Basketball has been internationalized but the NBA, aside from the lone Canada-based Raptors, still has not. Unlike the NFL where owners are making money hand-over-fist, more than half of NBA owners lost money last year, according to a recent Forbes article. This fact alone means owners, in the midst of a player lockout, will take a hard-stance on the revenue split agreement with the NBA Players Association. Because financial books are not available for public consumption, no one knows for sure which teams are the least profitable. Websites like Ranker and Forbes suggest the Milwaukee Bucks, Minnesota Timberwolves, Memphis Grizzlies, Indiana Pacers, New Orleans Hornets and Charlotte Bobcats are at the bottom of that list. Even with redistributed revenue sharing and other player give-backs that will come with the next labor agreement, these teams will likely remain unprofitable. In 1992 the Dream Team helped internationalize basketball but, aside from the Raptors and failed Vancouver Grizzlies experiment, the NBA remains a league with no international representation. It’s time Commissioner David Stern and the NBA take the next step and relocate some of these teams to non-Canadian, international markets.
Like the NFL, the NBA has experimented with regular season games in non-US cities. In the early 1990s a handful of basketball games were played in Japan. And this past season, London’s O2 Arena hosted the Nets and Raptors. The next evolution is to move half-a-dozen financially faltering teams to major cities in Europe and Asia. This bold move would strengthen the NBA brand, allow more owners to turn a profit and energize the NBA fan base.
Realignment in the Western Conference would move teams currently established in Minnesota, New Orleans and Memphis to major Asian markets like Shanghai, Beijing and Tokyo. And realignment in the Eastern Conference would move the Bucks, Pacers and Bobcats to major European markets in England, Spain and Italy. Having the Asia-based teams in the Western Conference and European-based teams in the Eastern Conference makes travel a little more feasible. Obviously, scheduling and travel would prove to be a challenge but, if it can be worked out, it would be a beneficial change. US-based teams would have to take extended road trips to Europe and Asia where they would play multiple games against teams in those continents. Likewise, those international teams would need to take longer trips through North America to complete large portions of their schedules. These international-based teams would operate under the same rules as US-based teams. The new teams would participate in the NBA draft and follow the same salary cap and other league rules as current teams. Basketball fans around the world already follow major US teams like the Lakers, Bulls and Heat. Having teams in large global markets where basketball is already popular would grow the fan base even more.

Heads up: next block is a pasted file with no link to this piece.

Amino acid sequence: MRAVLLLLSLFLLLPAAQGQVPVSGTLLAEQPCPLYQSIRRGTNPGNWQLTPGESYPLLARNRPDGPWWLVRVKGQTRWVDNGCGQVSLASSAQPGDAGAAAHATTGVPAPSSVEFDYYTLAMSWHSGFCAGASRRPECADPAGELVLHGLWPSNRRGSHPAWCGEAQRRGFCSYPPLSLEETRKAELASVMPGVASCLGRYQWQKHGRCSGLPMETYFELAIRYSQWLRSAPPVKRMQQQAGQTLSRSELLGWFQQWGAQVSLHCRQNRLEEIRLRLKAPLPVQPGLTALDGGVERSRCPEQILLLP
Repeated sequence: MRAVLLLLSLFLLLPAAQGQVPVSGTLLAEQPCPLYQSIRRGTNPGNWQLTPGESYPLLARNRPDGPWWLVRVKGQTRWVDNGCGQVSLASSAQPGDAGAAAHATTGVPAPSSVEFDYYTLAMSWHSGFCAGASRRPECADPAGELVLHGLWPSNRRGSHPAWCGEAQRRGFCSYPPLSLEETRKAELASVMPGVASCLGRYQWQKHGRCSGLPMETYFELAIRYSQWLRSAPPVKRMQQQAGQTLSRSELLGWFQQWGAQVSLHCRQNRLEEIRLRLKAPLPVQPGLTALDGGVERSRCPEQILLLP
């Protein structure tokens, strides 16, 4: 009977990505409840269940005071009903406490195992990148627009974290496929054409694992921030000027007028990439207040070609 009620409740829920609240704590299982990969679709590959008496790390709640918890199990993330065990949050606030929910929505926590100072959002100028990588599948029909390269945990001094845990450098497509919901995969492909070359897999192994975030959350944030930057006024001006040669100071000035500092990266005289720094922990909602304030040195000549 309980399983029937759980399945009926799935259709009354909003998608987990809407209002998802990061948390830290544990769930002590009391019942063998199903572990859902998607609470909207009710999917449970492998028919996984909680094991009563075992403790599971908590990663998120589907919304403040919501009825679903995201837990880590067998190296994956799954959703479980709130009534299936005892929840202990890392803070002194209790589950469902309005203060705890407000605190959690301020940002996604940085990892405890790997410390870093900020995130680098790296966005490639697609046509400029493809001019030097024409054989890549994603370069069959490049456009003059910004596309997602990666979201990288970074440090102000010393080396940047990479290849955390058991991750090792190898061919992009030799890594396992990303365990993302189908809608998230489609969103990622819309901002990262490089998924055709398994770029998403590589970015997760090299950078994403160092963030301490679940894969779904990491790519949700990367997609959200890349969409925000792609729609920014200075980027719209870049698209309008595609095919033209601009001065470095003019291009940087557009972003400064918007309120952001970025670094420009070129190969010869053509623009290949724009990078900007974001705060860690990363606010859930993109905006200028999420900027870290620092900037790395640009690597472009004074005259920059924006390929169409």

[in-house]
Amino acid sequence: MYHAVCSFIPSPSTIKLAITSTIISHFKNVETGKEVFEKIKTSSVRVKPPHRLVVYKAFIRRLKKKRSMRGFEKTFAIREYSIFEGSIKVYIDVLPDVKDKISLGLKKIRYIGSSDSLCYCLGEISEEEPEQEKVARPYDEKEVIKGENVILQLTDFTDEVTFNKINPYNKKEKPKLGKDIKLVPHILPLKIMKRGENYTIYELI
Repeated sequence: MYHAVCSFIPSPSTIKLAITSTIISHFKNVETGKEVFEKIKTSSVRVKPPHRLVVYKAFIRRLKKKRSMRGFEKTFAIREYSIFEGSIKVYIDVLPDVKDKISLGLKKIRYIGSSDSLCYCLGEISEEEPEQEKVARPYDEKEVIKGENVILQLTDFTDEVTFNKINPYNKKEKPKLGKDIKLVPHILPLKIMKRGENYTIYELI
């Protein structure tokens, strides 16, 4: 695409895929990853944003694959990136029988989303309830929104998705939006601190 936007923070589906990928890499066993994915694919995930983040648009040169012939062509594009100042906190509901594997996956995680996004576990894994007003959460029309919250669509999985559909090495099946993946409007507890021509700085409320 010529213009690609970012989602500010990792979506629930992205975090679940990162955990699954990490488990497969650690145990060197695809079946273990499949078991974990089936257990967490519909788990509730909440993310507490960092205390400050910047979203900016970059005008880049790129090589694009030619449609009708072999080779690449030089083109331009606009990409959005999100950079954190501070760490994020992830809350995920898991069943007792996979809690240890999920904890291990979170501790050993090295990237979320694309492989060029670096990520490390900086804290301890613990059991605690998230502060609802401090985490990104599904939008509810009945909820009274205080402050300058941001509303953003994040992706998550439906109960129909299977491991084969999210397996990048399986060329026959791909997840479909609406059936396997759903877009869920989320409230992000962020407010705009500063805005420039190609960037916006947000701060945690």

As with any change, there are negatives to making the move. Critics will point out that travel is too expensive. I believe that establishing revenue-generating, instead of revenue-losing, teams will make up for the extra cost. New teams will quickly contribute to the shared revenue pot and financially profitable teams will feel less of the burden to carry the league. Those same critics will claim that TV and radio broadcast rights will be too complicated in foreign markets. Broadcast rights will never be easy to negotiate but will be worked out. Local media companies will broadcast local games and national games will still be seen on ABC, ESPN and TNT. If it can be worked out in Toronto, it can be worked out in other cities too. Those against the internationalization of the NBA will claim superstars will not sign with the new clubs because they’ll be out of the spotlight. Being removed from the spotlight means fewer endorsement opportunities and less off-the-court income. I say that top players already avoid markets like Milwaukee and Minnesota and prefer to play in big cities. Cities like Beijing, Tokyo, London and Madrid are all considered major world cities. If they are truly talented and personable, those players will still receive endorsements in the US and could expect to receive additional opportunities in those other countries.
Since he became the commissioner in 1984, David Stern has helped bring basketball to other countries around the world. International exhibition games and, more recently, regular season games have been successful. Stern claims major labor agreement changes are necessary to help current teams become profitable. He knows more than most that many of these small market teams won’t become profitable, even with revenue reform. It is time he works with current owners and the NBA Players Association to evolve the sport and further internationalize the NBA.